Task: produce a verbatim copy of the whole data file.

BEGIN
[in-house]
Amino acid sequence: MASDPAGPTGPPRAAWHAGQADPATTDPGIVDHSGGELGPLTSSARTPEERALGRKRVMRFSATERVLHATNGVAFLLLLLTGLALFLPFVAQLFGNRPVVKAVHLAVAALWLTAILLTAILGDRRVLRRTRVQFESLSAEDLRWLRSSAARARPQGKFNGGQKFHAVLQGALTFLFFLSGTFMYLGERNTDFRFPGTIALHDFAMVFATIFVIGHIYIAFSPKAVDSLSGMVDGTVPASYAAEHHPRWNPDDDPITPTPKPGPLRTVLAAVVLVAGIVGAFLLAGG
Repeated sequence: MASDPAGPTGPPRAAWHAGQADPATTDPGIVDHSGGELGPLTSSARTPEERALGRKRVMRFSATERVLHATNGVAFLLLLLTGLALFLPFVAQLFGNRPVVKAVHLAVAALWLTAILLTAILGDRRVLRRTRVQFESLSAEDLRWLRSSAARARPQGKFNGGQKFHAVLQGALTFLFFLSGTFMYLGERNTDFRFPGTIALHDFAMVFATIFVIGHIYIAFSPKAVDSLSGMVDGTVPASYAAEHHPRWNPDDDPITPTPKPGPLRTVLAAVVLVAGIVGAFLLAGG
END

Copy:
[in-house]
Amino acid sequence: MASDPAGPTGPPRAAWHAGQADPATTDPGIVDHSGGELGPLTSSARTPEERALGRKRVMRFSATERVLHATNGVAFLLLLLTGLALFLPFVAQLFGNRPVVKAVHLAVAALWLTAILLTAILGDRRVLRRTRVQFESLSAEDLRWLRSSAARARPQGKFNGGQKFHAVLQGALTFLFFLSGTFMYLGERNTDFRFPGTIALHDFAMVFATIFVIGHIYIAFSPKAVDSLSGMVDGTVPASYAAEHHPRWNPDDDPITPTPKPGPLRTVLAAVVLVAGIVGAFLLAGG
Repeated sequence: MASDPAGPTGPPRAAWHAGQADPATTDPGIVDHSGGELGPLTSSARTPEERALGRKRVMRFSATERVLHATNGVAFLLLLLTGLALFLPFVAQLFGNRPVVKAVHLAVAALWLTAILLTAILGDRRVLRRTRVQFESLSAEDLRWLRSSAARARPQGKFNGGQKFHAVLQGALTFLFFLSGTFMYLGERNTDFRFPGTIALHDFAMVFATIFVIGHIYIAFSPKAVDSLSGMVDGTVPASYAAEHHPRWNPDDDPITPTPKPGPLRTVLAAVVLVAGIVGAFLLAGG